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THE ALASKA DAILY EMPIRE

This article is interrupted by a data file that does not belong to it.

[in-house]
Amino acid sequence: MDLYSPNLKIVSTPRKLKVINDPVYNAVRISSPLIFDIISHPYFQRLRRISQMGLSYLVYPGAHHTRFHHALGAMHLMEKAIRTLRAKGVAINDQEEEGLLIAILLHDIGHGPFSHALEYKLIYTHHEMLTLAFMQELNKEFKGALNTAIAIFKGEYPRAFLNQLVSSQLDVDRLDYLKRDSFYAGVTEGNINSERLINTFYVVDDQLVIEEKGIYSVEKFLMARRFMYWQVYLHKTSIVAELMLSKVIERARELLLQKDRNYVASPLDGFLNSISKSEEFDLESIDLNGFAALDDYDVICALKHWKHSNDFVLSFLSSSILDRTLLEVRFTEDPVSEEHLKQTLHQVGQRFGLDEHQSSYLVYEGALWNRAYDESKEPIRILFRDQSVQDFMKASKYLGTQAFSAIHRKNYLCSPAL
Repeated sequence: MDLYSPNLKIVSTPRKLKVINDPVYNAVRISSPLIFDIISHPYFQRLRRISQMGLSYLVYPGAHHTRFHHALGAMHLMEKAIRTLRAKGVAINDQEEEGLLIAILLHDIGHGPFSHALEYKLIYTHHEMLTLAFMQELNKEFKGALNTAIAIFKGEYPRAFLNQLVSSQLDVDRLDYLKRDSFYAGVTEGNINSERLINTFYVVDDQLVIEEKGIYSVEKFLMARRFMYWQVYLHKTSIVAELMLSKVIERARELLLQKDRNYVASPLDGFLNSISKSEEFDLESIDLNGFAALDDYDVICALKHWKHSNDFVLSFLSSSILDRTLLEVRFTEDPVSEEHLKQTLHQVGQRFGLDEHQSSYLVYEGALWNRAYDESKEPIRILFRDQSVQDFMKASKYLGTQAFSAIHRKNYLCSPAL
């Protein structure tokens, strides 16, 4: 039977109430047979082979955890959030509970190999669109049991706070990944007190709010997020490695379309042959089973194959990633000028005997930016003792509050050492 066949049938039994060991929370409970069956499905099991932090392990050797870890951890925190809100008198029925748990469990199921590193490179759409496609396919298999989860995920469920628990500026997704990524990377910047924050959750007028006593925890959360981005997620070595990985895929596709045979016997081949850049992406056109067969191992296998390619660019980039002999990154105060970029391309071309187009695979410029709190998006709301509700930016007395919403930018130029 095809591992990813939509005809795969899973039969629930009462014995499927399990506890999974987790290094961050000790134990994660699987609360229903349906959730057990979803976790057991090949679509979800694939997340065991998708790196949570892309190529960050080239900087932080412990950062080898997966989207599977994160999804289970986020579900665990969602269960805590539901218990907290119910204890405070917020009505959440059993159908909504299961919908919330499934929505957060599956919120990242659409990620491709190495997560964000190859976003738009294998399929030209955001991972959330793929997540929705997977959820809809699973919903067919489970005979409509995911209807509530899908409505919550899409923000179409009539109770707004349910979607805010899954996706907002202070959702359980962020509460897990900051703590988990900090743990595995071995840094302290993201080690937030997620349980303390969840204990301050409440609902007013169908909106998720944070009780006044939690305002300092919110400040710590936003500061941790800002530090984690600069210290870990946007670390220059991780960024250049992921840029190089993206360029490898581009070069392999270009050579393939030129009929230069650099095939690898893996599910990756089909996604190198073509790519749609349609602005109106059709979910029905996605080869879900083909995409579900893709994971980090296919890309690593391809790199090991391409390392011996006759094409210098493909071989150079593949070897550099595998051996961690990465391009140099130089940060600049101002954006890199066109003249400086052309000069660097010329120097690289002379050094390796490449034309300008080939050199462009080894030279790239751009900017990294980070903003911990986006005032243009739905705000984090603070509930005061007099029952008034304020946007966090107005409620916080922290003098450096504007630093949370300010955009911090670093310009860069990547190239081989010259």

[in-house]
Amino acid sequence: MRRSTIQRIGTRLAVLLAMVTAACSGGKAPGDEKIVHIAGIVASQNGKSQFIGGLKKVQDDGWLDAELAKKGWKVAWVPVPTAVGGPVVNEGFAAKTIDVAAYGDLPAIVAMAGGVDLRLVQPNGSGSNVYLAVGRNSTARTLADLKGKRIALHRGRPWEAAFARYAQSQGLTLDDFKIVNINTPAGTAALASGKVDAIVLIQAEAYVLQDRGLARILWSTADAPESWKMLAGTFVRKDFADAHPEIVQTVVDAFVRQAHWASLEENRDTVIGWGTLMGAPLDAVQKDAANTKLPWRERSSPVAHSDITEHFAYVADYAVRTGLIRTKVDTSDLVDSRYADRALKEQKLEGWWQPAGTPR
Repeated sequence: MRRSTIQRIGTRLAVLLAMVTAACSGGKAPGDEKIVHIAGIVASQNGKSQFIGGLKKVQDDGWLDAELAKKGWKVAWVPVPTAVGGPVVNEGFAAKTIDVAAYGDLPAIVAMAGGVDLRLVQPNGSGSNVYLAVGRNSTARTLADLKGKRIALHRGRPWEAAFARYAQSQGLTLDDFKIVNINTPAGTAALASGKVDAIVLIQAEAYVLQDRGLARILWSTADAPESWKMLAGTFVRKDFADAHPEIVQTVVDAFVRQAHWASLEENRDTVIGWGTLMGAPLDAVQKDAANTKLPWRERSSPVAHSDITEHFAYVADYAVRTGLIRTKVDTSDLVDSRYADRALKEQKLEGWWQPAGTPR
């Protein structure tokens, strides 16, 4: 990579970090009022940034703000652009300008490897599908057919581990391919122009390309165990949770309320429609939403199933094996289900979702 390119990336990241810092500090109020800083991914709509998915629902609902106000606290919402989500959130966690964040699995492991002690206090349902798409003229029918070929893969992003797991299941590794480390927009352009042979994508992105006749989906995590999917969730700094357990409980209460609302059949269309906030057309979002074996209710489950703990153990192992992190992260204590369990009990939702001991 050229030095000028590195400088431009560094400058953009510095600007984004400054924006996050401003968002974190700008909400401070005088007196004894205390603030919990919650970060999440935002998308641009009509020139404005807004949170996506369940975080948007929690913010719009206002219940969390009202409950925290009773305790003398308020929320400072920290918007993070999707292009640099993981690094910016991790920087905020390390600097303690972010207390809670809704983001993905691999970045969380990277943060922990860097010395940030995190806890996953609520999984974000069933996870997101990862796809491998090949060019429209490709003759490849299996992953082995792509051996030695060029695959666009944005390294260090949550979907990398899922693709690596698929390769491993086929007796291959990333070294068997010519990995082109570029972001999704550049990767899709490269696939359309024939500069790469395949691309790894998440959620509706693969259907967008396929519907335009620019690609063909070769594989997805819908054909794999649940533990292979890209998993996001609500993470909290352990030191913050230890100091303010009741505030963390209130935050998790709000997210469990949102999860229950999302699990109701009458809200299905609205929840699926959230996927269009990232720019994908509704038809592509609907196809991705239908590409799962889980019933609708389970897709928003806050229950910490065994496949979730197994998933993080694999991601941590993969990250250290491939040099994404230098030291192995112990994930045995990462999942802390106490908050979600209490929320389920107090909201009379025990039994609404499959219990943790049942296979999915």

VOL, 1. NO. 119. ALASKA DAILY EMPIRE, WEDNESDAY, MARCH 26, 1913. PRICE TEN CENTS FLOODS OVERWHELM CITIES OF OHIO _ I ~ ' Pioneers of Alaska Launched in Juneau Iglo No. 6. Pioneers of Alaska, was launched last night at Odd Felows* hall, by Frank A. Aldrich. member of the lower house of the Legislature, from Nome, who is installing otllcer at-large for the order. About sixty people were present, most of whom were members of the local society the '87 Pioneers. A temporary organization was per fected and the roll opened for charter membership. More than forty signed the temporary roll. It is worth noting that the age of those signing, from point of residence, ranges from 1S64 to 1900. Grover C. Winn was elected tempo rary president of the Igloo, and E. C. Russell was elected temporary sec retary. Installing ottlcer Aldrich sug gested that the charter be placed at some accessible point and then every member consider himself a committee of one to bring in two more members. It was decided upon motion of Captain Martin to have the charter roll left at Emery Valentine's store. Lang Cobb. Captain Martin and J. A. Snow were appointed a committee to make arrangements for a hall in which the Igloo can hold its meetings. After the principal business at the 1 evening was over the 'S7 Pioneers held a short session. General W. L. Dlstin was the first to sign in the temporary roll call of charter members, the others followed in rapid succession. The list follows with date of coming to the Territory: W. L. Distin 1897, Ed C. Russell 1898, J. R. Heckman 1886, W. J. Har ris 1882. J. B. Barnes 1891, M. C. Stew art 1S98. J. B. McPherson, 1S8S, E. laing Cobb 1898, Thos. J. Stover 1898, Martin Hansen 1S98, A1 Osgood 1895, j D. W. Walker 1885, Allen James 1899 David LeBlanc 1S96. J. T. Martin 1885. Thos. Knudson 1893. Joe McCoy 1897, Robert D. Gray 1S97, J. P. Morgan 1887, J. W. Syms 18S7, James Kelly 1894. Henry Alheidt 1900, George Boles 1SS0, Evan Overman 1S87, Aaron Levy 1S78. W. J. Harris 1SS4, Sain Kohn 1870. Frank A. Brown 1S93, Geo. A. Howe 18S6, J. G. Peterson 1888., i H. S. Sokoloff 1S64, M. C. Russell 1SS3, John T. Stephens 1885. Chas G. Melin 1S87. H. H. Williams 1889, Oscar Oil man 1S79. W. E. Northup 1877. T. E. Williams 1S96, David Martin 1869, J. A. Snow 1887, James Winn 1873. GAFFNEY EXPLAINS |l HIS OPPOSITION "While I am in favor of all reason able humanitarian legislation. I am op-!< posed to interference by the Terri- | torial government in Indian matters at i all. and 1 believe that conditions exist- I ing in Alaska do not require the ser-'t vices of a juvenile court at this time." I said Representative Thomas Gaffney. : of Nome, this morning in talking of t his vote upon the juvenile court bill. > Explaining, further. Mr. Gaffney con- 1 tinued: ; t "Alaska is sparsely settled as yet.1 i and the people of every community t know pretty well what is going on I about them. The inhabitants up here ( ar?* warm hearted, sympathetic and ; generous. Public sentiment is whole- s some, and demands a square deal for | everyone, and particularly for those t that are not able, on account of ten- | der years or other physical conditions. t to care for themselves. I cannot imag- ] ine a case that could arise any place |( in this territory where the interests j of a child cannot be trusted to the iJ people acting from the impulse of \ friendship or out of the goodness of 1 their hearts. As long as that con dition obtains it is far better for the ( child that aid should come to its as- ] sistance in the natural, whole-hearted ( manner that it always does come \ rather from the cold hand of a court, of Justice. "In the large cities where it is im posible for the community to lee.rn without careful investigation of the existence of perils to children or of particular Instances of distressed con , ditions there are. and rightly so. ju venile courts that guarantee a square deal to any youth that has been denied a fair opportunity by fate, but so far as Alaska is concerned. I would rather, put trust in the independent action of: the generous and warm-hearted people, j "These are my reasons for voting i against the juvenile court bill." Council Nominees Out of Race John ivtersou and Charles Naghel have withdrawn from the ticket as can- J didates for city councilmen in Juneau. Mr. Peterson announces that business matters will require that he be out of the city t'or most of the time during the ensuing year, and that it will be impossible, therefore, for him to make the race. Mr. Xoghel has assigned no reason for his withdrawal though he says it is not consistent for one connected with the civil service of the federal government to participate in munici pal politics. ************ * B. P. O. ELKS ? * SPECIAL NOTICE * * ? * Regular meeting this evening ? ? at 8:00 sharp. Election of offl- ? ? cers for the coming year will * * be held and a good attendance * * is expected. ? ? J. W. BELL. E.R. ? ? H. J. TURNER. Sec. ? ? *?***?*?*** KELLY INTRODUCES NATIVE FRANCHISE Representative Milo Kelly intro luced a bill in the House yesterday jrohibiting any Indian from voting vho has not become a citizen of the .'nited States, within the meaning of he federal statute of 1887, by severing tis tribal relations and taken up life is it is lived by the whites. The bill nakes it impossible for any Indian vho cannot read and write the Eng ish language to vote. It creates a dis rict board of Indian commissioners n each of the four judicial divisions o determine the qualifications of any ndian claiming the right to vote un ler the act. The board of Indian com nissioners, provided for in the bill, ihall consist of three members, one to >e appointed by the Governor, one bv he judge of the District Court for the Division and the other to be the sup erintendent of Indian schools for the Division. When there are more than >ne superintendent of Indian schools n a judicial division, then the District Fudge for the Division sh all designate vhich one shall be a member of the joard. Before he shall be granted a certifi cate that will entitle him to vote an Indian desiring to exercise the fran chise must make application for the privilege and support his application with an affidavit as follows: "I. , am an Indian, and was born in Alaska. My place of residence is now at , Alaska, I have no interest in or claim to any tribal prop erty, do not recognize tribal marriage or tribal inheritance customs, and do not live in a communal Indian house. I have adopted the habits of civilized life, and consider myself a citizen of the United States, and hereby apply for a certificate in recognition of that fact." It is made the duty of the board "to examine such application and the affi davit in support of such application, and such board shall have power to summon witnesses in any hearing on any application, for the issuance of a certificate, either for or against said applicant." It is provided that the board of Tn dian commissioners "shall have au thority, and it shall be their duty tc prepare and promulgate rules and reg ualtions and establish the time anc place for receiving and hearing ap plications herein provided for." The law makes the certificates is sued by the board competent evidence in any court in the Territory as t< the qualifications of the Indian voter Members of the board are allowet a salary of $5 per day while actually engaged in the work of their office) and subsistence and traveling expense) when engaged in other places thai their home towns. After the introduction of Mr. Kelly'i bill. Representative Arthur G. Shou] , withdrew his bill heretofore introduce* covering this subject, explaining tha he believed that Mr. Kelly's bill is ai improvement over his. DARROW CASE IS SET FOR JUNE 16T1 LOS ANGELES. March 26. ? Th second Darrow trial has been set fc 'June 16. Merry Time In House Today 1 House Bill No. It!, Representative Kennedy's measure to eliminate the walking delegate of labor organiza tions, couched in such terms that the title and text are at war with each other, caused a merry time In the House this morning. The title of the bills reads "A Bill for an Act to Pre vent Interference with Workmen in the Territory of Alaska." No where else does the term "workmen" appear in the bill. Section 1 of the bill says: "It shall be unlawful for any person to exact by threat, or coercion, any money tribute, or support whatsoever, from any person; or to induce him by threats or coercion, to join any or ganization." The House was consid ering the bill as a committee of the whole. Gaffaey turned his burst of oratory against the measure condemn ing it as a measure concocted to intim idate workingmen and a direct slap at organized labor. Burns, of Fair banks, also opposed the bill saying it could only be construed as adirect slap at organized labor. Ingersoll was op posed to the bill on the ground that it was class legislation and that any such bill that would be effective would of necessity be class legis'ation. As a lawyer he said that it was his opin ion that the bill could not be enforced and that a court of competent juris diction would annul it on acount of the defect in the title. It was aiming at one thing in the title while the text was broad enough to embrace many other things. The bill as now drawn was frivolous and would be unll and void. Those supporting the measure were Kennedy. Driscoll, and Collins. They claim that the measure is not designed to interfere with organized labor but at the uudesirable trouble makers who never work and want to keep good men from working through intimida tion and coercion and who live off the tribute exacted by organizations. The committee of the whole by a vote of 8 to 7 placed the bill on the table. Senator Millard's legal holiday bill passed the House, which will be the second law to be sent to the Govern or for approval. The House passed Svindseth's alien fisherman bill and if the Senate con curs it will be unlawful for any but cit izens of the United States except na tives of the aboriginal race or descend ants of those who were living in Alas ka at the time of the transfer to the United States, to fish or fake fish in Alaska waters. Senate Senate convened at 1 a. m. Stump's compulsory educational bill, House Bill No. 4, was reported by the committee on education, etc., with the recommendation that it do not pass. It was referred back to the committee. Senate Bill No. 37, by Sutherland, regulating townsite boundarylines, was read the first'time and referred to com mittee on municipal corporations. Senate Bills Nos. 7 and 8, by Millard, were read the second time: further ac tion deferred until March 27. Senate Bill No. 19, by Millard, which was up for third reading was put over for one day. Senate Bill No. 25, by Bniner, pro viding for a code recision commission, was put on final passage and passed by a vote of 5 to 3. Senate Joint Memorial, No. 1, by Millard, relating to filing of adverse mining claims, was placed on final passage and passed. Adjourned to 10 a. m. March 27. House The House convened at 10 a. m. House Bill No. 12. by Svindseth. to ? prohibit aliens from fishing was put ? on final passage and passed. > House Bill No. 16, by Kennedp, to ? prevent coercion of workmen into join I ing labor unions by threats, was re - ferred to the House as a committee of the wohle which after a discussion re ? ported back that it be laid on the table ? by a vote of 8 to 7. ) ; Cable Line Is ; Working Again s The United States military cable if p in working order again. The cable 3 ship Burnside succeeded in repairing t the break last night at 6:30 o'clock a It was discovered that the injury was much nearer Seattle than it was al first reported to be. The accumulation of business aftei -1 a two days' interruption is beiuj cleared away at a rapid rate by the em ployees in the service. e ir Marshall Faulkner arrived on the Jei ferson from Skagway. James Hamilton Lewis Wins the Long Term j SPRINGFIELD, 111., March 26.?Jas. Hamilton Lewis, Democrat, was today elected United States Senator for the long term, and L. Y. Sherman, Republi can, was elected for the short term. Lewis succeeds fromer Senator Shel by M. Cullom and Sherman succeeds William Lorimer. The Legislature has been in a deadlock over the election of Senators since the middle of January. The Democrats lacked five votes of having a majority over the Republi cans and Progressives combined. The compromise accepted today by the Democrats has been offered them from almost the beginning of the session, but they have Insisted upon securing the election of both Senators, and have expected help right along from the Pro gressives. SNOW ADDS TO OMAHA'S GREAT DISTRESS: OMAHA, March 2G.?A heavy snow storm is falling, increas ing the distress of the homeless in this city. More than 3,000 buildings have been destroyed by the cy clone and the resultant fire. Sixteen more bodies have been recovered, bringing the total of the known dead in all parts of this city up to 241. Adrianople Captured ^^ SOFIA, March 26. ? Trust- j worthy advices received here say that the Bulgarian army en tered Adrianople this morning. Fires have been started in var ious sections of the city. The people have become maddened and are fleeing. ! LONDON. March 26.?Monte negro has conceded all the de mandes of Austria. I i * * CENTINGE, March 26. ? Fifteen ! thousand Turkish troops surrendered! to the Servians at Shumbi River yes terday. Spokane on Way With Passengers SEATTLE, March 26.?The Spokane sailed for the North last night with the following paseingers for Juneau and Douglas: Juneau ? R. A. Ballinger, Charles' Goldstein, Mrs. Goldstein, Alvin Gold-: stein. Mrs. Alvin Goldstein, Joseph Si mons, G. G. Steel, Julia Rubineka, A. | Kikeland. M. Eikeland, Thomas But-1 terick. Dan Butterick, Mrs. Butterick, Grant Lange, D. L. Malloy, John Young, Mrs. Young, Elsie Smith, Gra de Burnette, Mrs. W. W. Shorthill, John Visser, Louis Mahr, and six steer age. Douglas?Miss May Graham, L. C. Larson and fifteen steerage. Pope Ordered to Discontinue Audiences ? ??? ROME, March 26.?Physicians have ordered the Pope to discontinue aud iences. He has been greatly depressed on account of the death of Vicar Gen eral Respighi. ORPHEUM CHANGES SPECIAL SHOW DATES Out of deference to the great bene fit ball for the All-Alaska Sweepstakes which is to be given Friday night, the Orpheum management has changed the dates for presenting the great clas sic photoplay. Homer's Odyssey, to to Thursday and Saturday nights only. CARROLL HELD POR GRAND JURY C. K. Carroll, who was arrested at Juneau last Friday and taken to Skag , way by United States Marshal H. J. . Faulkner to answor a charge of pass' ; ing worthless checks, was bound over to await the action of the next grand 5 jury by United States Commissioner I Martin Conway, at Skagway yesterday Marshal Faulkner returned to Juneau r on the Jefferson with the prisoner. Ir r default of bail, Carroll has been con . signed to the Juneau jail. Oliver Drange, of the Juneau Fisl: and Ice Company, is enroute on th< Humboldt Many Passengers | on Humboldt SEATTLE, March 26. ? The Hum boldt sailed for Juneau and other Southeastern Alaska points Monday night with thp following pasengers for Juneau and Douglas: Juneau?P. Dedniange, W. M. Lam pheal, J. N. McLear, Mrs. R. Scott. James Catnaretto, Joseph McDonald, Mrs. McDonald, J. F. Warren, W. 10. Chase, M. A. McKenna, F. Bunts, G. M. Henderson, A. 10. Wevigle, Mrs. We vigle, V. L. Cross, Thomas Reed, M. R. Clarborg, Oliver Drange, P. J. Lar engen, Mrs. Lorengen, Miss Mildred Wilso n.A. Taurin, Alf. Vantasin, J. Johnson, J. M. Webb. W. Grunavitch. and ten steerage. Douglas?Charles Burqust, D. Castell, Z. Agleia, Alex Soukah, and five steerage. HENRY DRUM GETS A GOOD OEEICE OLYM PI A, Wash., March 26.?Henry Drum, of Seattle, was yesterday ap pointed warden of the Washington State penitentiary at Walla Walla by Gov. Ernest Lister. Henry Drum has bqen engaged in manufacturing of interior finishings in Seattle. Formerly he was a bank er in Tacoma and actively interested in politics. He was chairman of the Democratic State Central Committee for several terms in the late 80's and early fiO's, and served as State Sena tor 'rom Tacoma for one term. Af terward he was a member of the board of audit and control, serving as a con temporary of Gov. Lister, who was then chairman of the board. He is very popular, and his appointment has given general satisfaction. Tickets for Dog Race Benefit Going Tickets for the benefit entertain ment that will be given under the aus pices of the members of the Legisla ture for the great All-Alaskan Sweep stakes that will take place Friday night are being sold like hot cakes. It is expected that several hundred will have been sold before Friday night, as the people of Juneau are backing it up with a spirit that shows all Alas kans to be kin, even though theii j places of residence may be separated | by almost the distance across the con tinent as is the case between the in habitants of Juneau and Nome. Senator Henry Roden,"general man ager of the entertainment, and Sena tors Freeding and Bruner recently can ! vassed the city for advertising for th< program, and they were successful ir getting orders aggregating about $500 One of the most interesting pro grams that was ever arranged for pre sentation in Alaska is being prepared Several members of the Legislature will be among those to provide enter _ tainment FE1VTMER & RITTER 1 See this firm for all kinds of dray ing and hauling. We guarantee sat Isfaction and reasonable prices. Coa delivered promptly. Femmer & Hit 1 ter's Express. Stand Burford's Cor J ner. Phone 314. Residence phonei 402 or 403. Storms Develop Into National Calamity DAYTON, 0., Mar. 26, 2:45 p. m.?The dead in this city may possibly reach 10,000. WOLF CREEK, Mar., 26, 2:45 p.m.,-The Western Union operator at Dayton telephoned here: "Explosion in middle of Dayton. The town is on fire. People are burning. No way to reach them." COLUMBUS, Mar. 26?At a quarter to three today Gov. Cox received a message saying the entire business section of Dayton is on fire. The people are jumping from roof to roof. Hun dreds are perishing. WASHINGTON, Mar. 26?1:45 p.m. Secre tary ot War Garrison has ordered that 50,000 tents and a million rations be rushed from Phil adelphia to Ohio. CLEVELAND, March 20., 1:10 p. m.?Devastation extends for eighty miles up and down the Miami valley. The homeless in the State of Ohio may reach 500,000. WASHINGTON, JVIarch 20, 1:10 p. m.?President Woodrow Wilson has issued an appeal to the nation to come to the aid of the suffering in Indiana and Ohio. He says the conditions in those States "have reached the proportions of a national calamity." COLUMBUS, O., March 20., 1:35 p. m.?Private Secretary I Burba wiring to Gov. Cox from Springfield says: "The deaths in Dayton may reach 2,000. River there is four miles wide. It is awful." COLUMBUS, O.. March 20. ? The entire Ohio National Guard has been called out by Gov. Cox. The governor charac terizes the situation as "the worst calamity that has ever be fallen the State. To meet the necessities of the occasion it would call out the tent supply of the world. A quarter million are homeless." XENIA, O., March 26.?Refugees arriving from Dayton this morning say that between 500 and 1,000 have met death in the flood at Dayton. There have been several fires there. Miamisburg has been completely washed away. COLUMBUS, O., March 26.?John Bell, fire chief at Dayton, telephoned Gov. Cox this morning that 500 had drowned. INDIANAPOLIS, Ind., March 26.?Two hundred thousand are homeless in this State. CHICAGO, March 26.?Figures revised at noon today place the dead in Ohio and Indiana at 1,800. CONNELLSVILLE, Ind., March 26. ? Forty persons were drowned in the flood at Brookvilie. INDIANAPOLIS, Ind., March 26.?This morning the Asso ciated Press estimated that 200 are dead and property to the val ue of 20,000,000 has been destroyed as a result of the floods in this State. PERU, Ind., March 26.?The mayor has ordered 200 coffins to meet the emergency here. CINCINNATI, March 26.?Floods in Ohio and Indiana have cause the death of an indeterminable number of persons and have done unknown millions of dollars worth of damage to property. The Ohio river and all its principal tributaries and all the long rivers flowing northward into the Great Lakes have swollen be yond control of their banks. Levies have been broken every where and numerous cities are flooded. The delapitated condi tion of telegraph and telephone wires makes anything approach ing an estimate of the havoc to life and property that has been wrought out of the question. So far as known Dayton, Ohio, has suffered more severely i than any other town. The early reports from there, coming in , a round about way in fragmentary and incoherent manner, placed ' the dead in that city alone at 1,500. While this estimate has not been denied it is discounted by the Associated Press and the Western Union Telegraph Company. It is known that the death list will be very large. Mayor B. V. Lease was among the first to perish. The city is covered by 15 feet of water. Looters are doing their dastardly work, and have gone so far as to shoot people when necessary to continue their operations. Columbus, Akron, Lima Middleton and Springfield, all in Ohio, are under water. Two hundred houses are submerged at Middleton. Twenty persons were drowned at Deleware, Ohio. Ten miles of railway trains are stalled at Lima by the washouts. Indianapolis Suffers. INDIANAPOLIS, Ind., March 26.?Fifteen hundred families have been driven from their homes in this city by the floods thai cover a large portion of the city. The damage to property here has been large. 225 Are Killed * CHICAGO, March 26.?The known dead in Nebraska, Iowa, Illinois, and Michigan as the result of the storms of the last few , days number 225, in addition to those reported from Omaha, ? which is the severest sufferer west of Ohio.